So it's coming up to that time of year when we arm ourselves with binoculars, note pad and bird books to play our part in the GWCT Big Farmland Bird Count.
I like to think that my knowledge of birds is just about up to scratch. I can distinguish my Turtle doves from my Collared Doves. But I will readily confess that I’m no twitcher. My ornithological vocabulary can be rather overpopulated with ‘LBJs’ (Little Brown Jobs) when it comes to identifying a lot of small bird species seen from the cab.
Occasionally I’ll come across something I don’t recognise. These are usually rare migrants that pay my coastal farm a fleeting visit in the spring or autumn when migratory birds are on the move. This will result in a sudden mass arrival of twitchers camping out with their telescopes on tripods on the road that snakes down to our marsh fields.
When driving past these small assemblies of bird-spotters I’ll stop the tractor to find out what rarity has graced my farm with its presence. Just the other day I was duly informed it was a pair of ‘Pallid Harriers’ that could be spied through the long lenses.
Chatting with the Twitchers I could but conclude that they were a rather dull species with an unusual gait. By contrast the Pallid Harriers had distinctive markings and were masterful in the air.
The twitching-farmer is a clearly identifiable sub-species in the twitcher genus. For starters they are early moulters. Whereas your standard twitcher will still be seen in an anorak late into the spring the twitching-farmer will usually be found in just a T-shirt as early as late February.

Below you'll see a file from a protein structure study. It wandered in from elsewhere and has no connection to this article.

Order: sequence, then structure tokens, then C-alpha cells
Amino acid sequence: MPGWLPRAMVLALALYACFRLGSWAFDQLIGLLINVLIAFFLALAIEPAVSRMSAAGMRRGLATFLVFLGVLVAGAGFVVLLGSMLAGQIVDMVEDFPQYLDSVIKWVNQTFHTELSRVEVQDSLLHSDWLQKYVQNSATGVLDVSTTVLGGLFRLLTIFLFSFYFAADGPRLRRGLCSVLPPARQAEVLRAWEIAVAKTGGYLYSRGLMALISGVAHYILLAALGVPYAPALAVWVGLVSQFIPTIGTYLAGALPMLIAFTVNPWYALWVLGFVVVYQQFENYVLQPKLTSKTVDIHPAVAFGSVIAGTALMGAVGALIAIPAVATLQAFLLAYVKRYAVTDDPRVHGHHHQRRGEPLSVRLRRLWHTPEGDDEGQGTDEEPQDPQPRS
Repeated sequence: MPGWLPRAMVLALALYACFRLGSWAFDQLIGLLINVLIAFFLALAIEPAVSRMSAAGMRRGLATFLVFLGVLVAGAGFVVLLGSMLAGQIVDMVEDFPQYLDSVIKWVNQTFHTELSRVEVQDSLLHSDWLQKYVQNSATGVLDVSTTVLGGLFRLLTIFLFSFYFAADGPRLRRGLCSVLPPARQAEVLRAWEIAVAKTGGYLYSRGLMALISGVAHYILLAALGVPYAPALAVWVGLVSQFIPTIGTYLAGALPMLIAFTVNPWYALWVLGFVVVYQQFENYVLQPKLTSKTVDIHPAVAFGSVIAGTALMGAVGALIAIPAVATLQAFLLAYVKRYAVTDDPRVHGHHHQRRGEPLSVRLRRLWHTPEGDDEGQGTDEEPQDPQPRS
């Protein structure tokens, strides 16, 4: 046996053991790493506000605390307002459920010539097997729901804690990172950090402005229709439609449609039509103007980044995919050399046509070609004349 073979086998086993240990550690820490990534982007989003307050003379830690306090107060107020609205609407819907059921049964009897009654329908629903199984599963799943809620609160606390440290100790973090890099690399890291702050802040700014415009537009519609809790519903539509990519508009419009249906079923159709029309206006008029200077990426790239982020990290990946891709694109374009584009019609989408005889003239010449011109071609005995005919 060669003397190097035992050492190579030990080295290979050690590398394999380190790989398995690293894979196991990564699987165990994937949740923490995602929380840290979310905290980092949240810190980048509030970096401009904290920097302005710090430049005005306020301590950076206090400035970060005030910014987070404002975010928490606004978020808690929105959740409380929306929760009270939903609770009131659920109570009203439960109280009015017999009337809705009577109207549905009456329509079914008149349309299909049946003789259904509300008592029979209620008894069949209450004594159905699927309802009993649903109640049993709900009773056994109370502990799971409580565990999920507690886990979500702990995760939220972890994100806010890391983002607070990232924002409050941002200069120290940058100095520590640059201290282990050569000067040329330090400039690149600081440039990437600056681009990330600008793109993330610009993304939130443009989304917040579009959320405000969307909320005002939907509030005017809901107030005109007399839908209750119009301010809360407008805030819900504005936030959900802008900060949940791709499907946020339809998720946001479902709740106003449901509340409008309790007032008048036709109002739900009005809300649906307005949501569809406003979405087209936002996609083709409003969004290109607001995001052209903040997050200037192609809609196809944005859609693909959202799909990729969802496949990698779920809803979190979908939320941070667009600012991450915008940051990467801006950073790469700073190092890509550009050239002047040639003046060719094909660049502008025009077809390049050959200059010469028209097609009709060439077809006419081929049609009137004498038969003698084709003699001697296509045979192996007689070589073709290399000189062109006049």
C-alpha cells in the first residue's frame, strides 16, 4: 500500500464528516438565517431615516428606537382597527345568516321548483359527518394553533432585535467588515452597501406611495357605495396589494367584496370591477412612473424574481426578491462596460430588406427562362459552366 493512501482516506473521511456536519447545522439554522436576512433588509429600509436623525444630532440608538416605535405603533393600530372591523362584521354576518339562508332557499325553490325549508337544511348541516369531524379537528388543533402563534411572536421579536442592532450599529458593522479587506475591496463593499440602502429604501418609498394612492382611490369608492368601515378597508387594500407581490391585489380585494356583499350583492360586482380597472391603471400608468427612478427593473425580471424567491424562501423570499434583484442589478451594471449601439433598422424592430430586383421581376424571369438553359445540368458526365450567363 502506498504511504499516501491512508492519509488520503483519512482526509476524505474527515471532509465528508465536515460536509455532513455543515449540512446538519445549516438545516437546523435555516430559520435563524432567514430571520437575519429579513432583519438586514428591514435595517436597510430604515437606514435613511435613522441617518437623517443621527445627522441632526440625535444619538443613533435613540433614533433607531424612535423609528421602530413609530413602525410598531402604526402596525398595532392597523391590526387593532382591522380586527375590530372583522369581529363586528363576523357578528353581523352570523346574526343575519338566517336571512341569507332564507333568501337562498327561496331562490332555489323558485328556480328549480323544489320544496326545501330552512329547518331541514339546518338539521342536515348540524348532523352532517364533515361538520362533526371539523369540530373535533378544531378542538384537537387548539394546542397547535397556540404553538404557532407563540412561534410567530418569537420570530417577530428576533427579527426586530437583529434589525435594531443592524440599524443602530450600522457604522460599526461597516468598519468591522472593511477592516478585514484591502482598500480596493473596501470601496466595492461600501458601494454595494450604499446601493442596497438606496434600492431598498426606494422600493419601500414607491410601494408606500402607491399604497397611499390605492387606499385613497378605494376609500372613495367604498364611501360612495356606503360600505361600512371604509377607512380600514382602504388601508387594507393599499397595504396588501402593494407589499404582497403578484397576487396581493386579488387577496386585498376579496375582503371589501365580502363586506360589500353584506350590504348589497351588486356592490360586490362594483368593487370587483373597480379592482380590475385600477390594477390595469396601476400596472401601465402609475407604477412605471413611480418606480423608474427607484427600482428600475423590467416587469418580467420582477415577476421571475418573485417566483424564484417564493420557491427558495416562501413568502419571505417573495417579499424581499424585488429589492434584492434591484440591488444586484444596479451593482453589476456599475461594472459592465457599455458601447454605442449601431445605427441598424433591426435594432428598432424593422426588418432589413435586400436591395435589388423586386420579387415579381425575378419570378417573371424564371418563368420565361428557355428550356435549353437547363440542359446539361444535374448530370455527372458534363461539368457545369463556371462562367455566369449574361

The call of the twitching-farmer is also distinct. In times past it was thought the call went along the lines of 'Getorfmylan, Getorfmylan' but more recently ornithologists have concluded that what was actually being trilled was 'Getmecheeseanham, Getmecheeseanham ' which is thought to be a reference to their favourite sandwiches.
So this year it is hoped we will see a good turn-out of Twitching-Farmers in mid February for the Big Farmland Bird count. And if you are one of those not normally of that disposition why not give it a go?
Not only will you be part of an initiative that seeks to provide key information about farmland wildlife, you will brush up on your spotting skills and get a better understanding of the biodiversity of your farm. Now where is my old bird-book. Was that LBJ that just flew past a Linnet or a Redpoll?
The third #BFBC takes place between 6th and 14th February 2016
We're asking people to spend 30 minutes on any one day between the 6th and 14th February recording the species and number of birds seen on one particular area of the farm.
Sign up for Big Farmland Bird Count reminders >